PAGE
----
It was a foggy morning that began so early with me knocking on the maintenance guy’s door because there was a fast and furious water leak down by the stairs. The fog came and went as did the foghorns, their distinct sound calling out from indistinct weather. It swelled my heart.
This evening’s beach walk brought more than I expected which should never surprise me, yet it does. I spent a long time out there for somebody who doesn’t like the cold, but the walking shoes and over sized hoodie with pockets did the job. I left the hood down for the most part because I wanted to feel the cold air on my neck, my ears, my cheeks, my nose. I wanted to”feel,” just as I wanted to hear and taste this ocean and see the cloud/fog being driven over me by the wind.
I hadn’t walked far when a gorgeous shell, intact, practically jumped up from the sand and bit my shin, a kind of whelk I’d not seen before, and I felt like… Who left this here? I looked around like Red in Shawshank Redemption, wondering if anybody saw me take it, and was it actually meant for me? I guessed it was, so I tucked it in my pocket and kept rubbing its smooth gut and bumpy exterior the whole way. It was a very low tide, and were it spring or summer I could have walked out to the breakwater and touched its rocks, slippery with growth, but I chose to keep my feet on the damp ridges of dune.
Black-headed ducks bobbed in the pool spotted with gulls, and I notice their voice sounds nothing like mallards. Cormorants worked so hard flying into the wind, and I asked them, “C’mon guys, what’re you doing?” but they kept on going their hard way. A red doberman played on the sand with her daddy. No dolphins today but that would’ve been asking too much because look at the whelk in my hand! I faced into the wind and smelled a burger on the grill which made me want one, and I wondered who’s out here grilling in this chilly, windy day? There were many small, white feathers in the sand, a portent of something wrong, and I found its body. My guess is a dog or a fox got this gull but somebody chased it away before it could feed. And here, seaweed I’d not seen before: I’m used to seeing long, purple hairs or the short, red stumpy ones that turn soft brown on a windowsill, but now there’s this brownish stuff swaying that looks like celluloid. Cool. Has it always been here and I just never noticed? Probably. While I walked I felt the pull of who I was missing, then heard that critics’ voice chiding me, but I put it back in place, decently, remembering that I get to decide who I miss and who I don’t, when, where, and why. It felt so good. And I cried.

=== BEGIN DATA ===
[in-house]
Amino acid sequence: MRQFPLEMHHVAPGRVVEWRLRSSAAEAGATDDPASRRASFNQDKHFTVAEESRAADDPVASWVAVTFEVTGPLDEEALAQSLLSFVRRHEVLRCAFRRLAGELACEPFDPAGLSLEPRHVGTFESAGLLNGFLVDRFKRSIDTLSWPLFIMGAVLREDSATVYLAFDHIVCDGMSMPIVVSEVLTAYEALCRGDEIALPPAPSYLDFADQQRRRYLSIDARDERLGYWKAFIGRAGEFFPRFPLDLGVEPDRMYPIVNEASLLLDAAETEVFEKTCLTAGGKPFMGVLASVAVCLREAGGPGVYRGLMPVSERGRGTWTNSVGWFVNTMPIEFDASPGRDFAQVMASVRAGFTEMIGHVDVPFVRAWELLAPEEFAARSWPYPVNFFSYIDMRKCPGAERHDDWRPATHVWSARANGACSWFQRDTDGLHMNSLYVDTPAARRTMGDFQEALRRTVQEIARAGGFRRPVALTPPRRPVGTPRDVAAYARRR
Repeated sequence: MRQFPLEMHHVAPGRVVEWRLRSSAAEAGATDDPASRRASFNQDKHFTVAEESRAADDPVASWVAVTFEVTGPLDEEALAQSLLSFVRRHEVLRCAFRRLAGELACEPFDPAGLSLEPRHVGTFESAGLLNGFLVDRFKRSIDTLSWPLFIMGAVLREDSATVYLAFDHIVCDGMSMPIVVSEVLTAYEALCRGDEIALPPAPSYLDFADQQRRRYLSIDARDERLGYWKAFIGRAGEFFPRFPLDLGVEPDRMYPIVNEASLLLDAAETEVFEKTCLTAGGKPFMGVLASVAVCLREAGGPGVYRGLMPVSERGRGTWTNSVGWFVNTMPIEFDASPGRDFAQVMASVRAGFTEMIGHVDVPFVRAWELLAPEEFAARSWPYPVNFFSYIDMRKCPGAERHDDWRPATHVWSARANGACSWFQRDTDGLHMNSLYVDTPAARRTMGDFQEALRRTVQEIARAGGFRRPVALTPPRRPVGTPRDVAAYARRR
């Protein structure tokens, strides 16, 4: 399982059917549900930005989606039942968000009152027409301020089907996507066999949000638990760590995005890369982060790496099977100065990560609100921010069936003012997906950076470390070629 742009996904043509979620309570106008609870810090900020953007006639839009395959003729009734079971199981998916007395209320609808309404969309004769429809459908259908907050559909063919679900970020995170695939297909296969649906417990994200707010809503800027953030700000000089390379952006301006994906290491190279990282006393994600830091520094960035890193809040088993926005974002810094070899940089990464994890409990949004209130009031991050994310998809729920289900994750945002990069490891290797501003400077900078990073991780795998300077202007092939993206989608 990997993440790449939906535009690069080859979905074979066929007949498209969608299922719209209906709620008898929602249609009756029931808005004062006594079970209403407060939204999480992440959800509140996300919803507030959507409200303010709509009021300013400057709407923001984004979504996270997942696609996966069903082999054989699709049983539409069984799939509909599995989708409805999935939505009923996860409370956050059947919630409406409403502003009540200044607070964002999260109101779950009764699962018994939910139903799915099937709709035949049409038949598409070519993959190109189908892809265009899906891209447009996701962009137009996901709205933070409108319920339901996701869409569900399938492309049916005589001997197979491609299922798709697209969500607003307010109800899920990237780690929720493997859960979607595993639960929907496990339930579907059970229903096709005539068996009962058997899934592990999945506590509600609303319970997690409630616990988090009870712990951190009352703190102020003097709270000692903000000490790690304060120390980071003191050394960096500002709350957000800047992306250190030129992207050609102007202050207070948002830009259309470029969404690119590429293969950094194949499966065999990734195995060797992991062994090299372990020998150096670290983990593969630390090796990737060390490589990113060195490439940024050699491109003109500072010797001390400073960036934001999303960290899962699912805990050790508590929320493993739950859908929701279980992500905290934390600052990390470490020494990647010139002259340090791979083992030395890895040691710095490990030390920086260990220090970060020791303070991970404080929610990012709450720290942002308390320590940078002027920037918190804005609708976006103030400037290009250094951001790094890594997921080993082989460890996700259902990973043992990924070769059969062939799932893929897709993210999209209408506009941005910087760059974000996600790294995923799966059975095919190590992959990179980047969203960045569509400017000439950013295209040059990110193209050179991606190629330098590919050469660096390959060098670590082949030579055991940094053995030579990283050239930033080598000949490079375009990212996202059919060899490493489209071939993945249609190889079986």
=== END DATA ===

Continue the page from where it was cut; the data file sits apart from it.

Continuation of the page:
The conclusion of my father’s estate sits in an envelope on my desk. I stood on the sandbar knowing this was sea level, tide sloping in, because it’s absolute. This is sea level, fullstop, not driving past a sign that says “you are 1000 feet above sea level” which means absolutely nothing to me. It doesn’t get any more absolute than sea level at your feet with a tide coming in, or a check that says this is all that’s left of your dad now, run along and try to make something of yourself. I cried and I missed him. I was glad the neighbors weren’t around. I cried and only the bobbing black-headed ducks might have noticed. I was glad they didn’t fly away when I walked past them, smoothing the whelk in my fingertips.
The wind makes the lamps in the courtyard sway tonight. I still have tears in my eyes as the new mother comes to share pictures of her little one on Santa’s lap for the first time. We talk about our babies cruising, nursing, coffee tables, mother-shaming. I think about my son and my family, my fate and fortune, and the ellipsis that we all are, feeling like it’s just gonna be all right…